Monday, March 18, 2013

Exploring the Mysteries of Bloom Season & Height: The Louisianas

By Ron Killingsworth

Recent posts have discussed the history of classifying irises by bloom time and the related issue of height, along with the change in naming the different types of irises (here).   Now we shall discuss Louisiana (LA) irises.  Their full season is about a month and a half to two months.  The season begins during the end of the Tall Bearded iris bloom season and continues for two to three weeks afterward, so they are a great season extender if you love irises. In Louisiana, the New Orleans area starts the show with bloom beginning the first of April. In the NW part of Louisiana they bloom from mid-April to mid-May. In upper state New York they bloom in late June.

LA iris bloom time designations include early, mid and late season.  Early bloomers normally bloom the first two to three weeks of the season, followed by mid season blooms from three to six weeks and then finally the late bloomers from six weeks to finish. There are some LA irises that are registered as blooming somewhere between these designations- such as mid-late and early-mid-season.  Some are registered as VL for very late in the season.  The time of the season in which the particular cultivar blooms is determined by the person registering the iris, and that depends on where they live and when bloom time begins in that area.  So there is no hard-and-fast rule about when LA irises will bloom in your neck of the woods.

'Clyde Redmond' is a dependable early bloomer.
'Clyde Redmond' (Charles Arny - 1970)   Mary Swords DeBallion Award 1974

'Miss Gertie's Bonnet' is a mid-season bloomer.

'Miss Gertie's Bonnet' (Dormon Haymon -1999)  

The popular and widely distributed iris  'Black Gamecock' blooms very late in the season.

'Black Gamecock' (Frank Chowning 1978)  

Of the 2400 or so registered LA irises, 526 are registered as early season, 309 are registered as early-mid season, 1423 are registered as mid season, 415 are registered as mid to late season, and 104 are registered as late season.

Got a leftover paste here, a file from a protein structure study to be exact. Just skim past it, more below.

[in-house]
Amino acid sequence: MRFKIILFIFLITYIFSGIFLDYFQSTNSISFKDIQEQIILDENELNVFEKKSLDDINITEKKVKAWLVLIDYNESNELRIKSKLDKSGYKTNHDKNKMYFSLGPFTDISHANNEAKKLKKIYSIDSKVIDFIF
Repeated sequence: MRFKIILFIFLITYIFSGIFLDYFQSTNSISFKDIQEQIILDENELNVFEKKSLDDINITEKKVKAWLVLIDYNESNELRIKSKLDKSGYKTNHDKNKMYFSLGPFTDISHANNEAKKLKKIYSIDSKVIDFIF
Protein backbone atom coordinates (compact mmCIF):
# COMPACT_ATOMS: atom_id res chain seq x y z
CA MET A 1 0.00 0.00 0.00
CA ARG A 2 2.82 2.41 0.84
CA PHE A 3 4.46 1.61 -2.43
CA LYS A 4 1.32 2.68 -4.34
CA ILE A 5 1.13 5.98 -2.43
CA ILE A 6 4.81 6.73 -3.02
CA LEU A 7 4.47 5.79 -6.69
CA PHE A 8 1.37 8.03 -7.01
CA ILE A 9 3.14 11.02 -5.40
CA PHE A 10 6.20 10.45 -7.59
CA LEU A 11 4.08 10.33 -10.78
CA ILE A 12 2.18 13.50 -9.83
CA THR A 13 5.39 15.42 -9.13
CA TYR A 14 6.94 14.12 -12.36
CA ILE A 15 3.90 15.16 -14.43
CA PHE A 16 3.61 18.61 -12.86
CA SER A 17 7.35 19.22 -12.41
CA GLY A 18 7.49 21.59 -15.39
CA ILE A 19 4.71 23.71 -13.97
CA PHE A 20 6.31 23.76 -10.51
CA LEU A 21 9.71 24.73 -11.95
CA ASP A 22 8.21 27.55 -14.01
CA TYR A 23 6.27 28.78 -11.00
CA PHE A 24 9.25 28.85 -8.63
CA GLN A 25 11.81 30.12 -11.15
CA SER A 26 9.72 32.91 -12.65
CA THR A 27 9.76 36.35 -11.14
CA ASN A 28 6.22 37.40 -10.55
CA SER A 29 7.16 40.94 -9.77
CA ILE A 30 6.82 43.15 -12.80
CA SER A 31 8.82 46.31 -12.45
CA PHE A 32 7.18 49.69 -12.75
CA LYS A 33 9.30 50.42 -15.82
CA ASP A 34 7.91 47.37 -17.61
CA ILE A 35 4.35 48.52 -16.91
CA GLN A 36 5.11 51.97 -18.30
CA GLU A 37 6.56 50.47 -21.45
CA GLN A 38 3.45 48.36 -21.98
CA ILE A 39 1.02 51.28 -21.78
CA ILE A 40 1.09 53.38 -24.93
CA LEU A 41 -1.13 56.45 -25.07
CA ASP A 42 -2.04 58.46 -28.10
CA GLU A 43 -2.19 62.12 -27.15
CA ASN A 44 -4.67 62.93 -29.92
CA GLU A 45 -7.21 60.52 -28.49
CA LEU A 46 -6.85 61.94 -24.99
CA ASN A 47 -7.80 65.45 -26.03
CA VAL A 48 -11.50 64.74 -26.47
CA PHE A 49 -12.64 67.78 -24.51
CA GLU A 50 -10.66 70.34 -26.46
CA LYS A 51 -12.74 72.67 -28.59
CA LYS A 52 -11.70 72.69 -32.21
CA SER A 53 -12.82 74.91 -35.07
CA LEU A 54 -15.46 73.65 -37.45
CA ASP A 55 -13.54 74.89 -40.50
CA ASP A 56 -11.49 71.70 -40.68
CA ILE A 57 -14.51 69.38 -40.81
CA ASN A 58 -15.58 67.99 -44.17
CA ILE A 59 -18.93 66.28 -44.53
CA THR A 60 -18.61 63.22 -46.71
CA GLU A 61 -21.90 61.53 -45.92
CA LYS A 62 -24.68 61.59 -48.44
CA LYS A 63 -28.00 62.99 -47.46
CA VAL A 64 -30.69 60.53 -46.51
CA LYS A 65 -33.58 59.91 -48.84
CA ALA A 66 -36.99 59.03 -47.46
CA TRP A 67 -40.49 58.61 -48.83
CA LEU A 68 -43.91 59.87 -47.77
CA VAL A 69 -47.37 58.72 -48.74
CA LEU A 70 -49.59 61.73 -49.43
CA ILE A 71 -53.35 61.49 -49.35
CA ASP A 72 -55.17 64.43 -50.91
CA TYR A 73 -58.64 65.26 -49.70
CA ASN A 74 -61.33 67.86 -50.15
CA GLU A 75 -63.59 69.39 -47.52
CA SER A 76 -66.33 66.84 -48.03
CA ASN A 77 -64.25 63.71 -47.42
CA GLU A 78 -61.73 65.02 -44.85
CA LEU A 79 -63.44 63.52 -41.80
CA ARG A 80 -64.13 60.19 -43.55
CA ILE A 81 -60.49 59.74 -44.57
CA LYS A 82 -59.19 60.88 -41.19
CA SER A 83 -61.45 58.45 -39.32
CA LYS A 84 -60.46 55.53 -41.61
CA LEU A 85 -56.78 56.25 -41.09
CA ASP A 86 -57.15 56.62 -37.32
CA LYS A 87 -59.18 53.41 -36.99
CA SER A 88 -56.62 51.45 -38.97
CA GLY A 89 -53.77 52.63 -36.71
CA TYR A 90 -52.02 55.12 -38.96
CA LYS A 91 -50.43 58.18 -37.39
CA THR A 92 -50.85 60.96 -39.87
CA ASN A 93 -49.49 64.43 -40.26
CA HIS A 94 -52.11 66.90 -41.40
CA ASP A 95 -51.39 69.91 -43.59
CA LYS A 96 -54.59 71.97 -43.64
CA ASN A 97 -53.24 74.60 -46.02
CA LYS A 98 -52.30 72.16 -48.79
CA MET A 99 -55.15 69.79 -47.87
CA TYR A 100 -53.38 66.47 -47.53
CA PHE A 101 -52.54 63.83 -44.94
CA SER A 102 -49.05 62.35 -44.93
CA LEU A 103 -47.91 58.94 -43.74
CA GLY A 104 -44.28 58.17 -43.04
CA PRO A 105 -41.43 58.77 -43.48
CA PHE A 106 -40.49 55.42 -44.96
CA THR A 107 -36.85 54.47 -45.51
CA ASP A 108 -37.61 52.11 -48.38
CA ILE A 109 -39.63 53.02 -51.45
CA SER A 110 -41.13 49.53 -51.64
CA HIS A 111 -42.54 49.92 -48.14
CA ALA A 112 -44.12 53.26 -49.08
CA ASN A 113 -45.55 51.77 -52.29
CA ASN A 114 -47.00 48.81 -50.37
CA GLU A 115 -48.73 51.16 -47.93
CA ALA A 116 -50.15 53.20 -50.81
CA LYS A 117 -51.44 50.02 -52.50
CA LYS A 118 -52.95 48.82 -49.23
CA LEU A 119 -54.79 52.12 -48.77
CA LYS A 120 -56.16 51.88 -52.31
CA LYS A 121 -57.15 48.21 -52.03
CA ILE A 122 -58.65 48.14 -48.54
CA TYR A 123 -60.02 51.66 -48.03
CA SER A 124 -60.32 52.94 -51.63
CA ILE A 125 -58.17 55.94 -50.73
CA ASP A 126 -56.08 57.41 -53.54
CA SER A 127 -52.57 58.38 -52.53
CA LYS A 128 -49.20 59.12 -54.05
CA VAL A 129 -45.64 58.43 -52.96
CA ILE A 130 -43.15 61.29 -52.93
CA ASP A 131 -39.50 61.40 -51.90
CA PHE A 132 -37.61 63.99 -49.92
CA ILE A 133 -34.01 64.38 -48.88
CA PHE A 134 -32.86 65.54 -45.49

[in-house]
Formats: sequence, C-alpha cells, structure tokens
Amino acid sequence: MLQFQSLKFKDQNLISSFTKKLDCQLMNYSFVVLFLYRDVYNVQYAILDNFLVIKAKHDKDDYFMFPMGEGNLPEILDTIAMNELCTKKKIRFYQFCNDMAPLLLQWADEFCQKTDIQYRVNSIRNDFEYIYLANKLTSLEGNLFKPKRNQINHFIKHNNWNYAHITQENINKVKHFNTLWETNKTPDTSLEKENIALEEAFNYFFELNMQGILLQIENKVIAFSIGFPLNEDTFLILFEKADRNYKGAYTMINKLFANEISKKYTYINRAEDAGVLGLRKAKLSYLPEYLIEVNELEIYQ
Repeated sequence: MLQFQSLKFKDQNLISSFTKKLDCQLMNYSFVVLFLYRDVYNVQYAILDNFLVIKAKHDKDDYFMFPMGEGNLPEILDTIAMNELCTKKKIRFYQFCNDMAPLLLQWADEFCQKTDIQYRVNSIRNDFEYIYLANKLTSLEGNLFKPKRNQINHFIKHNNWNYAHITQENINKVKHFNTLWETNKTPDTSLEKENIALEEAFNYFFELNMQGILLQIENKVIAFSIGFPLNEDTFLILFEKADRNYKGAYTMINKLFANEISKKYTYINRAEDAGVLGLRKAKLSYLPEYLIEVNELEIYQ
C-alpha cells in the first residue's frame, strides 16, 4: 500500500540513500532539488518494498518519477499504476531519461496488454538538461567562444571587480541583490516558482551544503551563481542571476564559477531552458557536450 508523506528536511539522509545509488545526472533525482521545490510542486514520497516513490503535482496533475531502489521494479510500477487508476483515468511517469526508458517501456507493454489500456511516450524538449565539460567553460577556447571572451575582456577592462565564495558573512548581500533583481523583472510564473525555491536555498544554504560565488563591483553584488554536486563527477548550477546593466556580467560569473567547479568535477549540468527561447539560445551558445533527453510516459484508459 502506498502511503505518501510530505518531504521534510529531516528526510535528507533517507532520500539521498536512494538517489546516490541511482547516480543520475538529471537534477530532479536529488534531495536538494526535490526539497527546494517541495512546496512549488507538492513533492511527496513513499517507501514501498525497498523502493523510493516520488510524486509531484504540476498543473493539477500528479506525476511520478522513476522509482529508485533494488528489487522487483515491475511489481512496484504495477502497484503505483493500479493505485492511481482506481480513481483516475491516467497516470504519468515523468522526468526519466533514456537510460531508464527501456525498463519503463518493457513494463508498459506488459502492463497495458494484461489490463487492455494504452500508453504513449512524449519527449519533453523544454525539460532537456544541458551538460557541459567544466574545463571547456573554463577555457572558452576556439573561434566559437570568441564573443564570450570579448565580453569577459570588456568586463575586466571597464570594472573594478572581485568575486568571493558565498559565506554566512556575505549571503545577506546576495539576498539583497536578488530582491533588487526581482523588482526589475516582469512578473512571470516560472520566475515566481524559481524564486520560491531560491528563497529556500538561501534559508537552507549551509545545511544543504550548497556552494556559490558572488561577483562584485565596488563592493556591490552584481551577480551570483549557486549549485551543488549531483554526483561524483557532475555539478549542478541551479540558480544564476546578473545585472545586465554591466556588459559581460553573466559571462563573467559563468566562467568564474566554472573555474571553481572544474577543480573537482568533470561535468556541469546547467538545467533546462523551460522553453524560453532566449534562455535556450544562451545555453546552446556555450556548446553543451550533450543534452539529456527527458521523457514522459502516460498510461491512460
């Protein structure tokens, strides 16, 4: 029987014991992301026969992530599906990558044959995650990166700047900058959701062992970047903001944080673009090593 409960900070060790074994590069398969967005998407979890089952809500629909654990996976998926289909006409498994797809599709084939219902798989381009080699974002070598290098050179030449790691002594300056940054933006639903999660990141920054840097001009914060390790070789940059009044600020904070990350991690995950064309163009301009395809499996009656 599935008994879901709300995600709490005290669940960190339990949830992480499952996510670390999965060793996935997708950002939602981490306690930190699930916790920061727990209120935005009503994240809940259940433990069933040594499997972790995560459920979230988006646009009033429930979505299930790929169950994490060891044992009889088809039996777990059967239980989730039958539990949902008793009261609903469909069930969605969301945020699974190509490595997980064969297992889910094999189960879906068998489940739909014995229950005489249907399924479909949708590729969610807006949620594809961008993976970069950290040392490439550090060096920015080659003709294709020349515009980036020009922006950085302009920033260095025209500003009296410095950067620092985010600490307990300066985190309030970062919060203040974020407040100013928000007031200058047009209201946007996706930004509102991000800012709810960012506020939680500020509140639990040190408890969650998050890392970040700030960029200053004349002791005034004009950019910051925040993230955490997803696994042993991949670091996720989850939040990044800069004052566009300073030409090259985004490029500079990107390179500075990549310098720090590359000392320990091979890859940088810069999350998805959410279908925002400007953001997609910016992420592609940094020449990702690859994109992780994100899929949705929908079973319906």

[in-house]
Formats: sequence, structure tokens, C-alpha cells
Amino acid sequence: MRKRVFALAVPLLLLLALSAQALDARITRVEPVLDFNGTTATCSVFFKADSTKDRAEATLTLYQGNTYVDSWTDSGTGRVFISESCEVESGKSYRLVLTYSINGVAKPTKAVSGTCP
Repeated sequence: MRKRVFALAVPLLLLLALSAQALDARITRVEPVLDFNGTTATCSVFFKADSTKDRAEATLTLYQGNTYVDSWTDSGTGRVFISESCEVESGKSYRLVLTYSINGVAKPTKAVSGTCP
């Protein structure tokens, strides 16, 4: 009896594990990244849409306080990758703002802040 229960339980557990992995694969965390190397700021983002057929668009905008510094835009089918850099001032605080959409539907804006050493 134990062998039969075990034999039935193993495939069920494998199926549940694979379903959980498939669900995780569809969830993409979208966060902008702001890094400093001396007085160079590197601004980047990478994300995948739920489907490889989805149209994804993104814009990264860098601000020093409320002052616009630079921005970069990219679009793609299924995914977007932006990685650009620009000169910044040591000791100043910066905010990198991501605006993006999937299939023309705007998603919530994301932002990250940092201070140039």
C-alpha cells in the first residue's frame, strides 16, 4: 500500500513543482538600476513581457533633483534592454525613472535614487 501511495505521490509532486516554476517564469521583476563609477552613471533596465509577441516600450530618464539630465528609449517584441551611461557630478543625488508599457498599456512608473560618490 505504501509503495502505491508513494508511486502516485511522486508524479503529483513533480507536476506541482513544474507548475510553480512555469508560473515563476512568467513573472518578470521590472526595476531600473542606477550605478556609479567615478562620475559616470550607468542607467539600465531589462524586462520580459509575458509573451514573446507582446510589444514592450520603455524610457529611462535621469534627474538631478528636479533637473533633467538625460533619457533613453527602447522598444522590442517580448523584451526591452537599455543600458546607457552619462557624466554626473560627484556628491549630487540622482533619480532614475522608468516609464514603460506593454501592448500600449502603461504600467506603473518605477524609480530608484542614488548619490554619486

The only problem bloom season causes for me is when I want to hybridize a late blooming LA iris with an early blooming LA iris. I can save pollen from the early bloomer and cross it to the late bloomer but it is almost impossible to save pollen from the late bloomer to use on an early bloomer the following year.  Most late blooming LA irises have the species iris brevicaulis in their genealogy and many of these late bloomers display a characteristic of iris brevicaulis - a tendency to bloom down in the foliage. 'Black Gamecock' is a late bloomer and it often has blooms deep within the foliage, which also tends to fall over when the bloom stem is heavily loaded with blooms - another characteristic of iris brevicaulis.

How are LA irises measured and how tall are they?   They have a wide range of heights, measured from the rhizome to the top of the bloom stem.  'Black Gamecock' is registered as 24".  'Little Rock Skies' (F. Chowning 1978) is another late bloomer and is registered as 28".

'Little Rock Skies' (Frank Chowning 1978)  Late bloomer registered as 28"

Among the most useful and garden-worthy characteristics of LA irises is their diversity of size.  Unlike bearded irises, which are divided into many size divisions, all LA irises are entered into the same division in iris shows.  That is why they are always placed on a very low table or directly on the floor of the show room.  Judges are then faced with some varieties that are as small as 24" as well as some varieties that are as tall as the judges!

In a quick search, I found 81 LA irises registered at 24-30".  I found two registered at 60".  But I have seen LA irises taller than me at 76"!  These are usually the species iris giganticaerulea.  

Benny Trahan and Pat Norvell with Iris Giganticaerula found in the marshes of south LA

Most modern hybrids of LA irises range from 30 to 50". The beauty of such a wide height range is you can plant irises of smaller size in front of irises that tend to be taller.  By also choosing the irises by bloom season, you can have early tall bloomers in the back of your iris beds and late blooming shorter irises in the front of your beds.

Remember that the bloom season listed on the registration is determined by the person registering the iris based on experience in his or her part of the country.  The iris may not bloom at exactly the same time in your part of the country, so you may want to take that into account when you are planning out your garden.  And don't forget that LA irises do not need to be planted in ponds, they do well in most garden conditions as long as they have adequate water.

You can learn more about LA irises at Society for Louisiana Irises.

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